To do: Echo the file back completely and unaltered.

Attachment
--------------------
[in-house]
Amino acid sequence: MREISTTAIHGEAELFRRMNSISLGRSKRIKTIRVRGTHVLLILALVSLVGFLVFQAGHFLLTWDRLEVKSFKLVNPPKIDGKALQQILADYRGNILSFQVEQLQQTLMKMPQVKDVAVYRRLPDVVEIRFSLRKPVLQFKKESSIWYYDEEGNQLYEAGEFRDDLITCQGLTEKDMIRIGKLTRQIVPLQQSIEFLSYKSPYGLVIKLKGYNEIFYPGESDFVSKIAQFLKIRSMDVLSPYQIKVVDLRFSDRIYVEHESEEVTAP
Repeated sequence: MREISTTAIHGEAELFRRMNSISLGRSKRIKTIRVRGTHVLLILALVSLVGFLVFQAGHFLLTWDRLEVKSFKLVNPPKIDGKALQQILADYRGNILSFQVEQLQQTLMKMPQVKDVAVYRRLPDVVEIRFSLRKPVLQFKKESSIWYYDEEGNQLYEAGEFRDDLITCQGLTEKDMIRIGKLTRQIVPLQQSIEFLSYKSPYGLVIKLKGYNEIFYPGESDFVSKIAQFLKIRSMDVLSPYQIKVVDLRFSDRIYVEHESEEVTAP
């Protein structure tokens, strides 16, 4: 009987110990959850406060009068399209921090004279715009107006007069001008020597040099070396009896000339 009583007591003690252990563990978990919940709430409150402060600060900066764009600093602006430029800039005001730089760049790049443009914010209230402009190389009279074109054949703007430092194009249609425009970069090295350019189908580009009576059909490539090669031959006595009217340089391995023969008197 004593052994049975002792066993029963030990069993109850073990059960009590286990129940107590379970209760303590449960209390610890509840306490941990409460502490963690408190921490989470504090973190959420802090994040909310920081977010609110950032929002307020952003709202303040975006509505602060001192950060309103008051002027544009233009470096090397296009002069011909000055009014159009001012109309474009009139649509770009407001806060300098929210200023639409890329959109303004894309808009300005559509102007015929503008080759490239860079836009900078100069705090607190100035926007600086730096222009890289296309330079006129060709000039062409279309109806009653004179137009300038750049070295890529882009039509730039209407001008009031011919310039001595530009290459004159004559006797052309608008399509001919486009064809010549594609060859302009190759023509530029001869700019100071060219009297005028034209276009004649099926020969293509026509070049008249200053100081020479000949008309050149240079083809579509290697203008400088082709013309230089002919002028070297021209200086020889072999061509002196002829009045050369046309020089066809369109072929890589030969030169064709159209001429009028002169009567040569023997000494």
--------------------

[in-house]
Amino acid sequence: MREISTTAIHGEAELFRRMNSISLGRSKRIKTIRVRGTHVLLILALVSLVGFLVFQAGHFLLTWDRLEVKSFKLVNPPKIDGKALQQILADYRGNILSFQVEQLQQTLMKMPQVKDVAVYRRLPDVVEIRFSLRKPVLQFKKESSIWYYDEEGNQLYEAGEFRDDLITCQGLTEKDMIRIGKLTRQIVPLQQSIEFLSYKSPYGLVIKLKGYNEIFYPGESDFVSKIAQFLKIRSMDVLSPYQIKVVDLRFSDRIYVEHESEEVTAP
Repeated sequence: MREISTTAIHGEAELFRRMNSISLGRSKRIKTIRVRGTHVLLILALVSLVGFLVFQAGHFLLTWDRLEVKSFKLVNPPKIDGKALQQILADYRGNILSFQVEQLQQTLMKMPQVKDVAVYRRLPDVVEIRFSLRKPVLQFKKESSIWYYDEEGNQLYEAGEFRDDLITCQGLTEKDMIRIGKLTRQIVPLQQSIEFLSYKSPYGLVIKLKGYNEIFYPGESDFVSKIAQFLKIRSMDVLSPYQIKVVDLRFSDRIYVEHESEEVTAP
């Protein structure tokens, strides 16, 4: 009987110990959850406060009068399209921090004279715009107006007069001008020597040099070396009896000339 009583007591003690252990563990978990919940709430409150402060600060900066764009600093602006430029800039005001730089760049790049443009914010209230402009190389009279074109054949703007430092194009249609425009970069090295350019189908580009009576059909490539090669031959006595009217340089391995023969008197 004593052994049975002792066993029963030990069993109850073990059960009590286990129940107590379970209760303590449960209390610890509840306490941990409460502490963690408190921490989470504090973190959420802090994040909310920081977010609110950032929002307020952003709202303040975006509505602060001192950060309103008051002027544009233009470096090397296009002069011909000055009014159009001012109309474009009139649509770009407001806060300098929210200023639409890329959109303004894309808009300005559509102007015929503008080759490239860079836009900078100069705090607190100035926007600086730096222009890289296309330079006129060709000039062409279309109806009653004179137009300038750049070295890529882009039509730039209407001008009031011919310039001595530009290459004159004559006797052309608008399509001919486009064809010549594609060859302009190759023509530029001869700019100071060219009297005028034209276009004649099926020969293509026509070049008249200053100081020479000949008309050149240079083809579509290697203008400088082709013309230089002919002028070297021209200086020889072999061509002196002829009045050369046309020089066809369109072929890589030969030169064709159209001429009028002169009567040569023997000494």